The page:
In parts One, Two and Three of this blog series (originally released at mansonfamily.net) we’ve explored the actions of Susan ‘Sexy Sadie’ Atkins and Leslie ‘Lulu’ Van Houten on the nights for which they were later found guilty of murder. It is important for inmates with capital offenses to identify their crimes and responsibilities in order to participate in the parole process.
As we identified, neither Susan nor Leslie technically murdered anyone and yet, they contributed to the deaths of up to eight people and one unborn infant, and they were legally found culpable of first degree murder by juries of their peers.
Susan contributed to the death of Gary Hinman by, among other things, holding a gun on Gary while Bobby fought with the victim, holding the wounded Hinman captive after he was slashed by Charles Manson with a sword, held a pillow over his face (along with Mary Brunner) in an attempt to bring about Gary’s demise after he had been stabbed in the chest by Bobby Beausoleil, and then by wiping down evidence in Hinman’s Topanga Canyon home, including fingerprints.
Susan also contributed to the deaths of Stephen Parent, Jay Sebring, Abigail Folger, Wojciech Frykowski, Sharon Tate and the infant that Sharon was carrying in her womb, by invading the Cielo Drive residence along with three co-conspirators, stealing money from her victims, tying them up, stabbing Wojciech in the legs and then holding Sharon Tate captive, while terrorizing the woman, as Charles ‘Tex’ Watson and Patricia ‘Katie’ Krenwinkel ran around killing the others.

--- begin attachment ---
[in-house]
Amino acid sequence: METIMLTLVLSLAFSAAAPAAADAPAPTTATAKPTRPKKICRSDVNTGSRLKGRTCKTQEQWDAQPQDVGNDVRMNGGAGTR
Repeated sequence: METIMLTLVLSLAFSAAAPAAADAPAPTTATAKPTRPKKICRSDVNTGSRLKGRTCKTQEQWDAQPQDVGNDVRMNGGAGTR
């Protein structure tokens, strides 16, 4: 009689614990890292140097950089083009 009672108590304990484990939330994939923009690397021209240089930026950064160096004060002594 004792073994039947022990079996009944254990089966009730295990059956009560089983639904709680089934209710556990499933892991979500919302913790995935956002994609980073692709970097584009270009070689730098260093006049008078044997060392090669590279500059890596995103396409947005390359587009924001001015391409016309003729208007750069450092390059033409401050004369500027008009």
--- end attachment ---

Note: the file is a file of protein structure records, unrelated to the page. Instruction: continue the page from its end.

Leslie Van Houten contributed to the deaths of Leno and Rosemary LaBianca by entering a home that she knew was targeted by Krenwinkel and Watson after they had admittedly killed the previous night, by tying a lamp cord around Mrs. LaBianca’s neck and by wiping down evidence inside the property after both Leno and Rosemary were dead. Leslie also stabbed Mrs. LaBianca 16–17 times in the lower back/buttocks area, but (as autopsy reports confirmed) only after Watson had killed Rosemary using a bayonet.
When both Atkins and Van Houten were sentenced in early 1971 for their crimes, they were ordered to die by electric chair. A little over a year later however, while both were serving in a special unit at the California Institute for Women in Chino, California, the state’s Supreme Court (temporarily) abolished the death penalty. The sentences of both women (along with Krenwinkel and the other co-defendants) were then commuted to life in prison, with the possibility of parole. In 1977, Leslie’s original conviction was overturned due to issues with her legal representation. She was retried for the murder of the LaBianca’s, but her trial ended in a mistrial. She was released from prison and a third trial was scheduled. During that trial, Leslie was again found guilty of the murder of Leno and Rosemary LaBianca and sentenced to life in prison, with the possibility of parole.
Starting in the late 1970s, Susan Atkins began appearing before the parole board. During the years since her conviction and original sentence, she had attempted to present a different face to the public and to prison administrators. Declaring herself a born-again Christian, Susan co-wrote a memoir (“Child of Satan, Child of God”) in 1977 and in that book, she claimed that most of what she had told the grand jury in December of 1969 was false. Susan claimed that she did not actually stab Sharon Tate, as she had once bragged and that, in fact, she didn’t actually kill anyone.